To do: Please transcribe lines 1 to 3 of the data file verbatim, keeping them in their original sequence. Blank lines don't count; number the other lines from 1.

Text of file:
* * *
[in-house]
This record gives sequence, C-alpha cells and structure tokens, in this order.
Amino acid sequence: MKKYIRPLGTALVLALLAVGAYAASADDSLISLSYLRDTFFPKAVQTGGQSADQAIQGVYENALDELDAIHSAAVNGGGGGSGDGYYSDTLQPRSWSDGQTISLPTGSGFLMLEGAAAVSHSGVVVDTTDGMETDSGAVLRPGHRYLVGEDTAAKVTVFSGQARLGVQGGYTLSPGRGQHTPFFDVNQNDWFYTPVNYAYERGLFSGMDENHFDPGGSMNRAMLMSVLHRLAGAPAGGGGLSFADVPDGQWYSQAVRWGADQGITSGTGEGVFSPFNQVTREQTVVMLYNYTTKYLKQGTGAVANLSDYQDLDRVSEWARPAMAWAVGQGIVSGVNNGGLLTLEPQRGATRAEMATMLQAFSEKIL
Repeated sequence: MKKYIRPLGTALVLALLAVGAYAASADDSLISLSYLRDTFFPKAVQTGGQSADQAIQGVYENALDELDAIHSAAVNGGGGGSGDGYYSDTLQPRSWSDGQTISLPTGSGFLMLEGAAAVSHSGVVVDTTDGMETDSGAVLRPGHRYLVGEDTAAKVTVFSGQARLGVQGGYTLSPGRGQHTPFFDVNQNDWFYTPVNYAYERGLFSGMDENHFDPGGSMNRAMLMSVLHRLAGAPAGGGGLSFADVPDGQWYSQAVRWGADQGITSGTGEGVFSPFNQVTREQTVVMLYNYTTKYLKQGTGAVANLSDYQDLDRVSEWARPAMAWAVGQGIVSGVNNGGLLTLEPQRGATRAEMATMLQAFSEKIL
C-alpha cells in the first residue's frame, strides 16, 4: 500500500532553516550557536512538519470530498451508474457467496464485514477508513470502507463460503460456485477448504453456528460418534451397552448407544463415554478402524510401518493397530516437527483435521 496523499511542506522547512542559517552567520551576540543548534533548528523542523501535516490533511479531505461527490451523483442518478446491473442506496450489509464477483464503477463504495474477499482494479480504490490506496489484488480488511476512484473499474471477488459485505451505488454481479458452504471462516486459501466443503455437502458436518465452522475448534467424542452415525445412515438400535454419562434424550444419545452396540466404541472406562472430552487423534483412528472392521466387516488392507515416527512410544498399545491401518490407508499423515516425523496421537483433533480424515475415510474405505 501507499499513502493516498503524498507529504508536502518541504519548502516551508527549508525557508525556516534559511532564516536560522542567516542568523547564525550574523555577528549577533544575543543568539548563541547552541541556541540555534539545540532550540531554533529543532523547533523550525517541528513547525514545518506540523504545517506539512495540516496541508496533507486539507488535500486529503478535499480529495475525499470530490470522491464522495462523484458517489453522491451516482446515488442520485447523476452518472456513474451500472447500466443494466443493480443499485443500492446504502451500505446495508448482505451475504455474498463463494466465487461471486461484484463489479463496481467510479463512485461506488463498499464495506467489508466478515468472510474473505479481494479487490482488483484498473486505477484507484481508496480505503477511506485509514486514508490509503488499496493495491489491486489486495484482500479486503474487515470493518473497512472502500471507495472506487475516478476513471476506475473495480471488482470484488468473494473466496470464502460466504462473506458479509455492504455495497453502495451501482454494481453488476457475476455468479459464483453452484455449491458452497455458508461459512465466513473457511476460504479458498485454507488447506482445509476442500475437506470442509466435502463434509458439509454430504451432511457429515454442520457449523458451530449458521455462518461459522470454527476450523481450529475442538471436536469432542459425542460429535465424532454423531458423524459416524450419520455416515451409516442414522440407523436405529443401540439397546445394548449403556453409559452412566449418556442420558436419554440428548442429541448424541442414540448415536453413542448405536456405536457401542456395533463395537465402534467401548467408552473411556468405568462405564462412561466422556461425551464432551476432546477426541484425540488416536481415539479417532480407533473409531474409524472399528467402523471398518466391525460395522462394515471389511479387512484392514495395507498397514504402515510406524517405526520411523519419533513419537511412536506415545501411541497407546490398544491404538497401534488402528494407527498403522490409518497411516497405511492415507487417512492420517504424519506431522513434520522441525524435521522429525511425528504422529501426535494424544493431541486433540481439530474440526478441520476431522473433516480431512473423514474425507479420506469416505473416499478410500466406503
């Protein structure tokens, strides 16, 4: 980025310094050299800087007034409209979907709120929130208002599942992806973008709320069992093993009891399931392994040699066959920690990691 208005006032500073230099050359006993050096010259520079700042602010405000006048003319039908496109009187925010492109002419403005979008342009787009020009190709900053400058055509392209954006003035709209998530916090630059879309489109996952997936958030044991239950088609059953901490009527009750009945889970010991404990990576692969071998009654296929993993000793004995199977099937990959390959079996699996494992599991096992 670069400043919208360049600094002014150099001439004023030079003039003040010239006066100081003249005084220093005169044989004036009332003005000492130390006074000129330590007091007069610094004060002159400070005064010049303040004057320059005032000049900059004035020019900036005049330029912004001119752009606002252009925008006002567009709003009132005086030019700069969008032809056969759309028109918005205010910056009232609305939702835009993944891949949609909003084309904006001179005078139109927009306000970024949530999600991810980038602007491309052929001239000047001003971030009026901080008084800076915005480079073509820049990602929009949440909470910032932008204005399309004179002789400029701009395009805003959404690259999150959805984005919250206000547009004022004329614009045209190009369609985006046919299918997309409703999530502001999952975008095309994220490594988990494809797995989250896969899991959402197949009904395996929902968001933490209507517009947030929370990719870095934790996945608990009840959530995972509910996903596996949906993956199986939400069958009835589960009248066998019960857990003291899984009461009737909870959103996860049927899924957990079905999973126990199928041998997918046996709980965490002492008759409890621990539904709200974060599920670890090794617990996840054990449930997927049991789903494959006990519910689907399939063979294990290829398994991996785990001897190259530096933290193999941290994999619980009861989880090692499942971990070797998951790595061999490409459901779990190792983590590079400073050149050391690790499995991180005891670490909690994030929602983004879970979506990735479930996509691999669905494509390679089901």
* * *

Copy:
[in-house]
This record gives sequence, C-alpha cells and structure tokens, in this order.
Amino acid sequence: MKKYIRPLGTALVLALLAVGAYAASADDSLISLSYLRDTFFPKAVQTGGQSADQAIQGVYENALDELDAIHSAAVNGGGGGSGDGYYSDTLQPRSWSDGQTISLPTGSGFLMLEGAAAVSHSGVVVDTTDGMETDSGAVLRPGHRYLVGEDTAAKVTVFSGQARLGVQGGYTLSPGRGQHTPFFDVNQNDWFYTPVNYAYERGLFSGMDENHFDPGGSMNRAMLMSVLHRLAGAPAGGGGLSFADVPDGQWYSQAVRWGADQGITSGTGEGVFSPFNQVTREQTVVMLYNYTTKYLKQGTGAVANLSDYQDLDRVSEWARPAMAWAVGQGIVSGVNNGGLLTLEPQRGATRAEMATMLQAFSEKIL